As an emigrant from Scotland, I was taken aback by the weird foreignness of the south of England. Some of the south’s strangeness took a while to register — for example, just how crowded it was down here, and how very much warmer: it was my third summer in the south before it dawned on me that this wasn’t another freak heatwave. Then there were all the very obvious, immediate differences — the banknotes all being issued by the same bank, the way everyone talked and nobody could understand a word I said and, above all, the pubs.
Back home, my local had been one of those scary-looking Scottish places — a flat-roofed concrete bunker with frosted-glass windows, a public house that was distinguishable from a public convenience only by the large, neon T for Tennent’s sign, whose bar staff would rarely indulge in any backchat or bantz that would come between their customers’ half-and-halfs or pints of eighty shilling.
But down in the south, pubs were different. They had sloping roofs. Some of them, especially in what passed for the countryside, were actively pretty. Then again, where was the silent respect for the serious business of getting the paying customer’s blood-alcohol level back up to normal toxicity? Down here, the bar staff were chattily friendly. Often led by that terrible English creation, the character landlord — smug, bluff and given to propping himself up on the wrong side of the counter to joke and jeer and tell you all about himself. Unbay. Fucking. Lievable.
The pub which Laura Thompson eulogises in her new book is one of those gorgeous rural ones found only in England — an unnamed establishment in an unspecified village somewhere in the Home Counties ‘countryside’. It came with all the idyllic trimmings — ‘thatched roof, shuttered windows, white walls with a wobbly grid of black beams... a near-perfect specimen of the country pub’. Lest we think this to be a eulogist’s rose-tinted, blue-remembered boast, this pub’s official near-perfection was confirmed when it was used as the setting in TV adverts for Mackeson.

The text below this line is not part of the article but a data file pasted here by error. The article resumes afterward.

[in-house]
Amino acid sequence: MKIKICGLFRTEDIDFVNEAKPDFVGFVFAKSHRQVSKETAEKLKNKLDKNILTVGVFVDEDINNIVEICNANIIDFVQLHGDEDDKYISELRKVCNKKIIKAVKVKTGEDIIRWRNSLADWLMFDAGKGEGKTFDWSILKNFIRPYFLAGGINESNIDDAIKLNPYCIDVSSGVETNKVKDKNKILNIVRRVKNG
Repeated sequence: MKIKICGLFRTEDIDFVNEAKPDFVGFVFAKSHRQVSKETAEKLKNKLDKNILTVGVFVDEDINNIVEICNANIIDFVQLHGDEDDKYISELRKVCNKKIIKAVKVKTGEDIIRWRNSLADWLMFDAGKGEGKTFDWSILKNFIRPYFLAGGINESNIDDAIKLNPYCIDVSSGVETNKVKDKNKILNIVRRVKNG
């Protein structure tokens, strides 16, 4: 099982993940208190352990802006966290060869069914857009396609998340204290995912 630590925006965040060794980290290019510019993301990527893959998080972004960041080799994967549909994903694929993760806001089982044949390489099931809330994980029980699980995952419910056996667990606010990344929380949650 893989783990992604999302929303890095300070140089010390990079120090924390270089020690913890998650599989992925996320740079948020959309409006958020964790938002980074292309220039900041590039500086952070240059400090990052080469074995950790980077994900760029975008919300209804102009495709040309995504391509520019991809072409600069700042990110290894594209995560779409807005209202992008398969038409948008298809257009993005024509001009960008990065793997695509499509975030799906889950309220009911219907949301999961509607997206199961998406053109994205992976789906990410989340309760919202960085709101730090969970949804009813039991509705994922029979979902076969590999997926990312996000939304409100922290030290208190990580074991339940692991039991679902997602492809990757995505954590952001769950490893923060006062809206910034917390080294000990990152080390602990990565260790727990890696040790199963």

This pub of dreams was run by the author’s grandmother, Violet (‘Vi’ to her regulars) — a Londoner who left the big city to take over what had been a medieval inn and was, when she arrived just after the war, little more than a dilapidated stable with a couple of beer pumps and a few bottles of spirits for sale, no loos, and hardly any customers.
Despite the book’s title, Violet/Vi was actually one of the first women in England to be granted a pub licence. Her appointment turned out to be a very astute move by the brewery that owned the place because, with hard work and impeccable taste, Vi soon converted a crap barn into that advert-worthy vision of pubbishness and indeed Englishness.
Vi brought to her adopted village a huge dollop of metropolitan glamour and bohemian sophistication, without, we are often reassured, lapsing into the ghastliness of character-landlordism, even though she often perched on the wrong side of the counter. Being a woman was crucial in helping her to avoid this ghastly fate and to develop a much more acceptable role of the characterful landlady.
True to the Bet Lynch stereotype, Vi’s costume for that role involved bright-red lippie and lots of leopardskin. Her pub was Vi’s stage and she was its star, a Coral Browne or a Hermione Gingold presiding over the farmers and local tradesmen who were at the same time regulars and entranced audience.
Oddly, Laura Thompson’s account of this pub-cum-theatre doesn’t feature much onstage action. One customer murders and dismembers his wife, does his time, then returns unashamed to his pints of the usual, and there’s the surprising occasion when Aileen the 15-stone barmaid launches herself at the car windscreen of the quietest and least assuming regular, thereby alerting the village to their improbable, secret affair. But that’s just about it for dramatic event. Spurning action, the author concentrates her energy and skill on the eulogising, with every ashtray and ice-bucket capable of inspiring page upon page of intense evocation.
There are other elements to this memoir of the perfect English pub and its perfect landlady — a bit of literary history, a bit of social history, a bit about the very sorry fact that pubs such as this and pubs in general are disappearing so quickly — closures are now happening at up to 30 a week. But it’s the intense evocation that occupies most of this book. This is impressive in its way but, rather like watching a footballer who’s great at keepie-uppie — one thousand, four hundred and fifty-five, one thousand, four hundred and fifty-six, one thousand four hundred and fifty-seven — it’s all just too samey, despite the talent on relentless display.